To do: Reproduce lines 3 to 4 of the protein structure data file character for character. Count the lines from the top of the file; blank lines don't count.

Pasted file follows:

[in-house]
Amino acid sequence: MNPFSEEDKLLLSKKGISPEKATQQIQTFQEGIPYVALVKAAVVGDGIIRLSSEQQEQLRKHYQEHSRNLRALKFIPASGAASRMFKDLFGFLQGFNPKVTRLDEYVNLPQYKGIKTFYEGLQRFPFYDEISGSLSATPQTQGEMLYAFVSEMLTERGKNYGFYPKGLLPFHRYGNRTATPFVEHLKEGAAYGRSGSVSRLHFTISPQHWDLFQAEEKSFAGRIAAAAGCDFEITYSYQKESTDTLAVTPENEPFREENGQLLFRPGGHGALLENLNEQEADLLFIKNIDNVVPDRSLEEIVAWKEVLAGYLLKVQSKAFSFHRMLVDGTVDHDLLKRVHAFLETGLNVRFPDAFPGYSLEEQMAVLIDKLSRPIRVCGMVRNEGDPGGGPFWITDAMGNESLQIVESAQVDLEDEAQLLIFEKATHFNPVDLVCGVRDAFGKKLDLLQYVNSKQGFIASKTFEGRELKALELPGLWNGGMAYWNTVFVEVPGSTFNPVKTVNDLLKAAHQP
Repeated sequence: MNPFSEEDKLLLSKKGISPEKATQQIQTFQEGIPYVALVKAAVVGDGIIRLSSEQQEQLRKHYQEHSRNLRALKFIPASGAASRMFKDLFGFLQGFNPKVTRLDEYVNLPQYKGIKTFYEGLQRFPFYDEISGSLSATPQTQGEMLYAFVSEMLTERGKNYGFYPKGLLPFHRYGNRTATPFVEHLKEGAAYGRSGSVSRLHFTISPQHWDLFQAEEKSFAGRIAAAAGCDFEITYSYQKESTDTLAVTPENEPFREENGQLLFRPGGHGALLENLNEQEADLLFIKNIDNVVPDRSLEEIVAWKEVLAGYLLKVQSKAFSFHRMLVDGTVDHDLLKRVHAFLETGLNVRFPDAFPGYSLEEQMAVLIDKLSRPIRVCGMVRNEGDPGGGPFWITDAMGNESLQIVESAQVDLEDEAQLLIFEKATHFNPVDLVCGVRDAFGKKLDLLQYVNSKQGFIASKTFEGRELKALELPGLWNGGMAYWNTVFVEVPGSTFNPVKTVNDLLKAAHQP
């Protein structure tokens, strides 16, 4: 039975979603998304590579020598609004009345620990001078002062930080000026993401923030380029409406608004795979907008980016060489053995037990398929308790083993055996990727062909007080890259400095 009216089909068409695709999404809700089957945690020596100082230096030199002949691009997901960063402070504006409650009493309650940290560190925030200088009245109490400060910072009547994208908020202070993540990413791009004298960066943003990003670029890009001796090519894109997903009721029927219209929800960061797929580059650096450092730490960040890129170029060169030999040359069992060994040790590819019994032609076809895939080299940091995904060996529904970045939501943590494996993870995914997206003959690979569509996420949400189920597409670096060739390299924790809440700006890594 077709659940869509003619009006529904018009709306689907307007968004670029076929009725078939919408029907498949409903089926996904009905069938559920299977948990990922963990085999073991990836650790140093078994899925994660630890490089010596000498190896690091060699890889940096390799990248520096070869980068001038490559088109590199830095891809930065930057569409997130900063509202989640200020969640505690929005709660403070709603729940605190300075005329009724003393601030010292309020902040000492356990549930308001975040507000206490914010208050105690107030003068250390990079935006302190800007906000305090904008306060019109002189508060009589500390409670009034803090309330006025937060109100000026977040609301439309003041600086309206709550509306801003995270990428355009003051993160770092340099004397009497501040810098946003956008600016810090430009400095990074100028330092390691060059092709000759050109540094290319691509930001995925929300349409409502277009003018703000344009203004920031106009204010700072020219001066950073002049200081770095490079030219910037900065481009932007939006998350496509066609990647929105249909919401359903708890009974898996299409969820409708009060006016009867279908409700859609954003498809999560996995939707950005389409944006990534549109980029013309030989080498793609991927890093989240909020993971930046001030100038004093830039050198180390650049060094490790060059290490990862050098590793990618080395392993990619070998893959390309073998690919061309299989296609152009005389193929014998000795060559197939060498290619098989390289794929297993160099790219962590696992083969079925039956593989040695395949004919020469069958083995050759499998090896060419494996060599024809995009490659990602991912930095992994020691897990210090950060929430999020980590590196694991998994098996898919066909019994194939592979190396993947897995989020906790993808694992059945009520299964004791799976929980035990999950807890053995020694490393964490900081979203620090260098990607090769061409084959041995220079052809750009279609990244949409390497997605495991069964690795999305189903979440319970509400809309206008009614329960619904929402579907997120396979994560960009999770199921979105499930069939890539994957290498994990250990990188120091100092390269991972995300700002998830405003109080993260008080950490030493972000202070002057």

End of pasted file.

Repeated sequence: MNPFSEEDKLLLSKKGISPEKATQQIQTFQEGIPYVALVKAAVVGDGIIRLSSEQQEQLRKHYQEHSRNLRALKFIPASGAASRMFKDLFGFLQGFNPKVTRLDEYVNLPQYKGIKTFYEGLQRFPFYDEISGSLSATPQTQGEMLYAFVSEMLTERGKNYGFYPKGLLPFHRYGNRTATPFVEHLKEGAAYGRSGSVSRLHFTISPQHWDLFQAEEKSFAGRIAAAAGCDFEITYSYQKESTDTLAVTPENEPFREENGQLLFRPGGHGALLENLNEQEADLLFIKNIDNVVPDRSLEEIVAWKEVLAGYLLKVQSKAFSFHRMLVDGTVDHDLLKRVHAFLETGLNVRFPDAFPGYSLEEQMAVLIDKLSRPIRVCGMVRNEGDPGGGPFWITDAMGNESLQIVESAQVDLEDEAQLLIFEKATHFNPVDLVCGVRDAFGKKLDLLQYVNSKQGFIASKTFEGRELKALELPGLWNGGMAYWNTVFVEVPGSTFNPVKTVNDLLKAAHQP
């Protein structure tokens, strides 16, 4: 039975979603998304590579020598609004009345620990001078002062930080000026993401923030380029409406608004795979907008980016060489053995037990398929308790083993055996990727062909007080890259400095 009216089909068409695709999404809700089957945690020596100082230096030199002949691009997901960063402070504006409650009493309650940290560190925030200088009245109490400060910072009547994208908020202070993540990413791009004298960066943003990003670029890009001796090519894109997903009721029927219209929800960061797929580059650096450092730490960040890129170029060169030999040359069992060994040790590819019994032609076809895939080299940091995904060996529904970045939501943590494996993870995914997206003959690979569509996420949400189920597409670096060739390299924790809440700006890594 077709659940869509003619009006529904018009709306689907307007968004670029076929009725078939919408029907498949409903089926996904009905069938559920299977948990990922963990085999073991990836650790140093078994899925994660630890490089010596000498190896690091060699890889940096390799990248520096070869980068001038490559088109590199830095891809930065930057569409997130900063509202989640200020969640505690929005709660403070709603729940605190300075005329009724003393601030010292309020902040000492356990549930308001975040507000206490914010208050105690107030003068250390990079935006302190800007906000305090904008306060019109002189508060009589500390409670009034803090309330006025937060109100000026977040609301439309003041600086309206709550509306801003995270990428355009003051993160770092340099004397009497501040810098946003956008600016810090430009400095990074100028330092390691060059092709000759050109540094290319691509930001995925929300349409409502277009003018703000344009203004920031106009204010700072020219001066950073002049200081770095490079030219910037900065481009932007939006998350496509066609990647929105249909919401359903708890009974898996299409969820409708009060006016009867279908409700859609954003498809999560996995939707950005389409944006990534549109980029013309030989080498793609991927890093989240909020993971930046001030100038004093830039050198180390650049060094490790060059290490990862050098590793990618080395392993990619070998893959390309073998690919061309299989296609152009005389193929014998000795060559197939060498290619098989390289794929297993160099790219962590696992083969079925039956593989040695395949004919020469069958083995050759499998090896060419494996060599024809995009490659990602991912930095992994020691897990210090950060929430999020980590590196694991998994098996898919066909019994194939592979190396993947897995989020906790993808694992059945009520299964004791799976929980035990999950807890053995020694490393964490900081979203620090260098990607090769061409084959041995220079052809750009279609990244949409390497997605495991069964690795999305189903979440319970509400809309206008009614329960619904929402579907997120396979994560960009999770199921979105499930069939890539994957290498994990250990990188120091100092390269991972995300700002998830405003109080993260008080950490030493972000202070002057």